Another method with multiple gRNA uses dimeric RNA-guided FokI nucleases (RFNs), which do not require any specific sequence at 5’ end for editing the target. The dimeric RFNs nuclease is considered better than the existing monomeric nucleases such as Cas9, which induce many off-target mutations. Additionally, the dimeric RFNs are target-specific as they use two gRNA to bind to the target, compared to the monomeric Cas9 nucleases. The tRNA mediated strategy is used to edit different loci or delete the short fragments from the genome and Cas9 fused transcription activator or repressor can control the expression of different genes. Even though tRNA=mediated systems are the best available system for multiplex genome editing, a considered limitation is that this system does not work well for more than six gRNAs due to retarded editing efficiency[27, 28]. The efficacy of this technique has been evaluated for efficiency by using different promoters such as the SlEF1α promoter, which generated specific mutation with a low off-target mutation in rice protoplast editing.
B. Csy4 nuclease mediated multiplex genome editing
Another system used for multiplex genome editing is Csy4 endoribonuclease-mediated genome editing. This technique uses Csy4 obtained from the bacteria Pseudomonas aeruginosa and releases individual gRNA from multiple gRNA transcripts. The construct for this system is designed using a tandem array of gRNA and restriction sites for Csy4 (Figure 2). The bacterial origin Csy4 is cloned in the same vector and is transcribed into a host enzyme to release individual gRNA[29, 30]. This strategy does not use host RNA machinery to excise gRNA; instead, it recognizes and binds the stem loop structure of RNA sequence 5’-GTTCACTGCCGTATAGGCAGCTAAGAAA-3’ and cuts at 20th position after guanine. The Csy4 and t-RNA systems used to generate deletions in 6 genes using 12 gRNAs from a single transcript have shown 100% higher efficiency in mutation induction than individual RNA polymerase III promoters. This strategy of PTG (polycistronic tRNA-gRNA) and Csy4 is further used and validated in tobacco, wheat, Medicago, and tomato.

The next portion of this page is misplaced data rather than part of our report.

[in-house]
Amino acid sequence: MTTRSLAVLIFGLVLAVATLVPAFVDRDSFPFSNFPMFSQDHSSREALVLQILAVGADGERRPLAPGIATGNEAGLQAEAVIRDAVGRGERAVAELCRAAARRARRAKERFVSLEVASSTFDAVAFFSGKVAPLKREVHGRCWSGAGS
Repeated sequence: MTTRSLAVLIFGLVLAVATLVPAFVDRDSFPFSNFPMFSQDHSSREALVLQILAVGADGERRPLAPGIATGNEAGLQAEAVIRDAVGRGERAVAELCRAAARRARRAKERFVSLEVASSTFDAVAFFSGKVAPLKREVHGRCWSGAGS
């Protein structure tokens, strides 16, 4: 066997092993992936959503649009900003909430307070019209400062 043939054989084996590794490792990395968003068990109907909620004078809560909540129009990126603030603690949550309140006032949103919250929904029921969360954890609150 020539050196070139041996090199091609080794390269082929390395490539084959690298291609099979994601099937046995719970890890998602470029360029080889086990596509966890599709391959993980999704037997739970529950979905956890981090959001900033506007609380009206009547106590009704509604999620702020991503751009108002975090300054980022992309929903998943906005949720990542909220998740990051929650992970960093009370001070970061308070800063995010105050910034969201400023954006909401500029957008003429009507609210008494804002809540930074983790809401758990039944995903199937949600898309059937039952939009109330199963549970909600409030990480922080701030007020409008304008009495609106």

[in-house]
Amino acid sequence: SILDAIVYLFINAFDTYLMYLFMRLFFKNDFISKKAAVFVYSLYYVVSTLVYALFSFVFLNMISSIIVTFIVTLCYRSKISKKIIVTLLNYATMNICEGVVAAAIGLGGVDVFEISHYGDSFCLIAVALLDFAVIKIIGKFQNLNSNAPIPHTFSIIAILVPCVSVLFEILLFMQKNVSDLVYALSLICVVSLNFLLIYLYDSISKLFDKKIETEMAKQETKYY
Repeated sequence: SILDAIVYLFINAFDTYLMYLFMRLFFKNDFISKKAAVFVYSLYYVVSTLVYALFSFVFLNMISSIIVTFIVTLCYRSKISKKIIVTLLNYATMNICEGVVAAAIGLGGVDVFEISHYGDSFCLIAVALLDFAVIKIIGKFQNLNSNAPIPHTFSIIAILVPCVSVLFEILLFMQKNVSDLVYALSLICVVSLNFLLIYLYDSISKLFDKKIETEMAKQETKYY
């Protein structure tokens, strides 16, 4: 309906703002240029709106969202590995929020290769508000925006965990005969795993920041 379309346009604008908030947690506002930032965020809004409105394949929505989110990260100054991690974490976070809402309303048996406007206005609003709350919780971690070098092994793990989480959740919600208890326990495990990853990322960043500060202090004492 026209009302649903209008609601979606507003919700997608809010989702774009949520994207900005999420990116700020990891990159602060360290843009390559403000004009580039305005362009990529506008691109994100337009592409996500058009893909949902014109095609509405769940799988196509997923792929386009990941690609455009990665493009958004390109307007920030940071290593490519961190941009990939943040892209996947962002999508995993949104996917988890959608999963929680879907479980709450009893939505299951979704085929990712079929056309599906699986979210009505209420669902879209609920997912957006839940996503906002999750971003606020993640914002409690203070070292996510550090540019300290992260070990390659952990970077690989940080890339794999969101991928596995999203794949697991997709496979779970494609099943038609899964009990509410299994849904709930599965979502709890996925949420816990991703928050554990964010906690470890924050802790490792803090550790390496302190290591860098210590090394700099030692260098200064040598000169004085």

C. Drosha-based multiplex genome editing
The Drosha-based multiple targeted genome editing approach uses a tandem array of gRNA-micro RNA (miRNA) (Figure 3) or short hairpin (shRNA), expressed with a polymerase II promoter. Polymerase III promoters are often used to express sgRNA as they do not possess a 5' cap or 3’ tail, but these are least recommended due to their short life. Pol II is preferred in such cases as it expresses itself in a tissue-specific and flexible manner. Still, its redundant nuclease activity due to the 5' cap is a matter of concern. This situation is addressed by using a mi-RNA based strategy, which uses dROSHA (an RNase III enzyme) to excise gRNA and miRNA. However, this approach is not explored much in plants (Xie et al. 2017).
CRISPR/Cas against biotic stress in plants
A. CRISPR/Cas for fungal disease resistance in plants:
The CRISPR/Cas9 genome editing technology has been explored by various scientists and researchers in the field of plant pathology. This technique was used to enhance the resistance against blast disease in rice by manipulating the transcription factor OsERF922. C-ERF922 induced plants were identified for target mutation in the OsERF922 gene without transferring DNA in T1 and T2 generations. The results were auspicious as all selected mutant lines showed significant enhancement in rice blast resistance compared to wild type at both seedling and tillering stage when inoculated with M. oryzae. Further, the technique was explored in the plant defense system involving the endocytic and exocytic vesicle trafficking in relation to pathogen infection. The exocyst is an octameric conserved protein complex involved in exocytosis for tethering vesicles to membranes. OsSEC3A is considered an essential part of the exocyst complex in paddy, and mutation in this gene by sgRNA resulted in reduced plant height and induced cell death seen in the form of lesion-mimic. The ossec3a plant showed upregulation of PR and SA biosynthesis genes resulting in resistance to rice blast pathogen. This study stated that OsSEC3A provides the resistance against blast disease of rice but at the cost of energy used for plant growth and development. CRISPR/Cas9 technology is also used to develop disease-resistant male sterile lines for hybrid rice breeding programs. Sequence-specific mutations in TMS5, Xa 13 & Pi 21 genes via CRISPR/Cas9 yielded the thermosensitive male sterile lines with resistance to bacterial blight and blast of rice.